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As Overdoses Rise, Westchester Wages War On Heroin

Scott Gillet, who runs a treatment facility in Briarcliff Manor, has seen the heroin epidemic first hand.
Scott Gillet, who runs a treatment facility in Briarcliff Manor, has seen the heroin epidemic first hand. Photo Credit: Courtesy of BIRD
Westchester Commissioner of Public Safety George Longworth announcing the arrest of 20 people in January on charges of selling heroin in Westchester.
Westchester Commissioner of Public Safety George Longworth announcing the arrest of 20 people in January on charges of selling heroin in Westchester. Photo Credit: Sam Barron

WESTCHESTER COUNTY, N.Y. -- In Westchester County, heroin usage has become an epidemic.

Westchester County Police arrested 23 people in January for selling heroin , following a year-long investigation. Police seized more than $1 million worth of heroin in the bust.

That same week, Reid Kasunic, a Croton-Harmon High School graduate, became the latest Westchester resident to die of a heroin overdose . In 2014, two Cortlandt residents died within six days from overdosing on heroin.

State Sen. Terrence Murphy, (R-40th District), whose district includes much of Northern Westchester was recently named one of the chairs of a State Legislature joint task force on heroin and opioid addiction.

At a forum in January in Mount Pleasant, Murphy unveiled his seven-point plan to combat heroin in the area. Murphy's plan includes requiring insurance companies to cover treatment and rehab up to 90 days and using drug-seizure money toward Narcan training. Narcan is used by first responders to reverse the effects of an overdose.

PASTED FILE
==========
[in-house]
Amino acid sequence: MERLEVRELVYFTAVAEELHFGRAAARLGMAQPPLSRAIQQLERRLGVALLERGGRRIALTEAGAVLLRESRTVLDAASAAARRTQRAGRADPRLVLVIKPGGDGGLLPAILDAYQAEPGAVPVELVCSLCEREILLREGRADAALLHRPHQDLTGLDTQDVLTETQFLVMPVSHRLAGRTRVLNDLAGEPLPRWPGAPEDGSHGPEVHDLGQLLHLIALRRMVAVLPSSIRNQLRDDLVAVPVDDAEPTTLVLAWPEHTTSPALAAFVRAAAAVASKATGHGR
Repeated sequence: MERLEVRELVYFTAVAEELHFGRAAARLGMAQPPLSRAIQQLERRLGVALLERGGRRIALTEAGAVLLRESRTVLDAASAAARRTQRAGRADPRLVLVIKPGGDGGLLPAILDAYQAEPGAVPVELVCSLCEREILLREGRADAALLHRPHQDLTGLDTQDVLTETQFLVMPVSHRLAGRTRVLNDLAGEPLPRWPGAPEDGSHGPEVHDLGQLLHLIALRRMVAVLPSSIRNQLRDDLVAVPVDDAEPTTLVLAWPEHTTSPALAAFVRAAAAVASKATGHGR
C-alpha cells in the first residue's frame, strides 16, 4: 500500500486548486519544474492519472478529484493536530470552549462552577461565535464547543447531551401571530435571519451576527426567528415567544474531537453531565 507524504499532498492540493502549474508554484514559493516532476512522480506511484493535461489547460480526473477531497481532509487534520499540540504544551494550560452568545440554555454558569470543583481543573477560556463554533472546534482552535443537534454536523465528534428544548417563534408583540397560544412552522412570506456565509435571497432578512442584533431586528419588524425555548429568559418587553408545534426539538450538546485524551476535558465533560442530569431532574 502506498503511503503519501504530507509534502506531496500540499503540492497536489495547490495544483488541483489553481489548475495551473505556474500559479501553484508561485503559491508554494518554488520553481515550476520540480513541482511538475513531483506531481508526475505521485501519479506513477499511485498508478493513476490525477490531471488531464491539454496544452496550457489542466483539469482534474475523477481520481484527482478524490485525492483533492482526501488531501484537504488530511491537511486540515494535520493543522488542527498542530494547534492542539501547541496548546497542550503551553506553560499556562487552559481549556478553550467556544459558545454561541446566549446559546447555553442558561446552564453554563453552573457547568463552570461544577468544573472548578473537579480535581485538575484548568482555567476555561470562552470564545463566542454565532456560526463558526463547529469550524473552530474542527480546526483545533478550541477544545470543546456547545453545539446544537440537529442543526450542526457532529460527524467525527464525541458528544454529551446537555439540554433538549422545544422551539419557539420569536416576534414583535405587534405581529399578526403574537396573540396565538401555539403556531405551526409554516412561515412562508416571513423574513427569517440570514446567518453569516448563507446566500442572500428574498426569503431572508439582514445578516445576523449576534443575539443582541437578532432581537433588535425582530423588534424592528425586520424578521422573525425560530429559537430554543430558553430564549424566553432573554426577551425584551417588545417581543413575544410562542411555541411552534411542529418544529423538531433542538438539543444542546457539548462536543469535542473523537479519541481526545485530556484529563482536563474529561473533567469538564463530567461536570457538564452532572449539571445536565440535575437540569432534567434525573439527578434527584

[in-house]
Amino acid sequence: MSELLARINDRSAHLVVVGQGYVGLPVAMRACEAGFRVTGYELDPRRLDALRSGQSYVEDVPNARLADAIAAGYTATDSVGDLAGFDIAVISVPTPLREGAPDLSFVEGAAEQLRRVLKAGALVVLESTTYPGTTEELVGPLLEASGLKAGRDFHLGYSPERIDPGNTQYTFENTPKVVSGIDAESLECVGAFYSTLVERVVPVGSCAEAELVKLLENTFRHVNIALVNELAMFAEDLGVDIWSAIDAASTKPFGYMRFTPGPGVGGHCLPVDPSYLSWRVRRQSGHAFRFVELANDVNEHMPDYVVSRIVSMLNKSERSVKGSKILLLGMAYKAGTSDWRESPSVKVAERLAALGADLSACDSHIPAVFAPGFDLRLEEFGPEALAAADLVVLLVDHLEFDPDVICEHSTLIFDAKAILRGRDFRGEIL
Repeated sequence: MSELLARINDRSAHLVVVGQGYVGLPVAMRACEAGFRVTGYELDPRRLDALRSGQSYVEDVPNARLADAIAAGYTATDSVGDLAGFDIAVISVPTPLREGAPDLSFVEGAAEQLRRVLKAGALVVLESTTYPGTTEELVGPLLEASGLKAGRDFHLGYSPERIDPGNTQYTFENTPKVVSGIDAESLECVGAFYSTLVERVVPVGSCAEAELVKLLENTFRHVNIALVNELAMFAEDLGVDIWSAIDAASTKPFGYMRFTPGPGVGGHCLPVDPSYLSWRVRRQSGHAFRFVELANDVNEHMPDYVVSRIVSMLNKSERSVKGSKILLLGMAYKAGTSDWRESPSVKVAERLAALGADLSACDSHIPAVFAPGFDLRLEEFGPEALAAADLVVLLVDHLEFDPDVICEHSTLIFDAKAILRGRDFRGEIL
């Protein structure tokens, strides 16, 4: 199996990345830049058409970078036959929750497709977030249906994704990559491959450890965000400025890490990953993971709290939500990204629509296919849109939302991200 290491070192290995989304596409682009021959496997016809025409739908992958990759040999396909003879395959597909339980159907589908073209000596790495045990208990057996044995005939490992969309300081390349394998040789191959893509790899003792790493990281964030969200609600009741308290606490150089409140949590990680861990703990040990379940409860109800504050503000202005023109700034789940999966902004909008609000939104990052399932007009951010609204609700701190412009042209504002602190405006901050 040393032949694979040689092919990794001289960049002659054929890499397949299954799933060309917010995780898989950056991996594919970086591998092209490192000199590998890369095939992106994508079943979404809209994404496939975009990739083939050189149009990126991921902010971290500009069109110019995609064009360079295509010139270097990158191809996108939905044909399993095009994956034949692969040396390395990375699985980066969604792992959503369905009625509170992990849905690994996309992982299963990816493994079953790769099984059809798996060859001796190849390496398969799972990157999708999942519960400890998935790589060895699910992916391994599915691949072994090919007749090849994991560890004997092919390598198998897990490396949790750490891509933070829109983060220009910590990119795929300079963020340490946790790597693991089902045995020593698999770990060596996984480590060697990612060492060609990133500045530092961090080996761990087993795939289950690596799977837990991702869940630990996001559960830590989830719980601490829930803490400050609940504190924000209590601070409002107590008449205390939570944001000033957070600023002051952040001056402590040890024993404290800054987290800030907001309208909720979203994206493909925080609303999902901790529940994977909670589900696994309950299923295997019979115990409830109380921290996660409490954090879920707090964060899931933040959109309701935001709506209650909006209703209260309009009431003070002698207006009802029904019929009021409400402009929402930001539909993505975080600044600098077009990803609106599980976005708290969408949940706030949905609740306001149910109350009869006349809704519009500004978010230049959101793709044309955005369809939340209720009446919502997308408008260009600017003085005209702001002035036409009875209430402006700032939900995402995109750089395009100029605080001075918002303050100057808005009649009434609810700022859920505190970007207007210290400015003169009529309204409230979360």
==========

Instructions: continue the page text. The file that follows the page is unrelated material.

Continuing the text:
Scott Gillet, creator and founder of the Briarcliff Institute For Recovery And Development (BIRD), an outpatient program, has been on the front lines of Westchester's war on heroin, witnessing it first-hand.

Gillet said kids are moving away from Oxycontin because of increased regulation on prescription drugs.

"Heroin is very easy to get," Gillet said. "Even in Briarcliff."

Heroin does not affect kids considered either bad or good, but kids with altered brain chemistry, Gillet said. At BIRD, patients go through individual, family and group therapy as well as a nutrient therapy to deal with withdrawals and cravings.

"The county is in an epidemic," Gillet said. "The death rates are going up alarmingly."

When it comes to kicking the habit, Gillet said jail and punishment do not work.

"You have to give them alternatives to drugs and deal with their inner mechanisms," Gillet said. "They need to understand how they are feeling and why they are craving heroin."

Gillet said Westchester is losing talented young people to heroin.

"We have a responsibility to support them and get them into recovery," Gillet said. "Punishment just reinforces shame and that they are no good. Getting them into treatment and recovery supports them and helps them deal with  their problem."

Signs of heroin use include pinned pupils, sudden changes in behavior, weight loss and shortness of breath.

Gillet said if parents suspect their child is using heroin, they should call a treatment center immediately.

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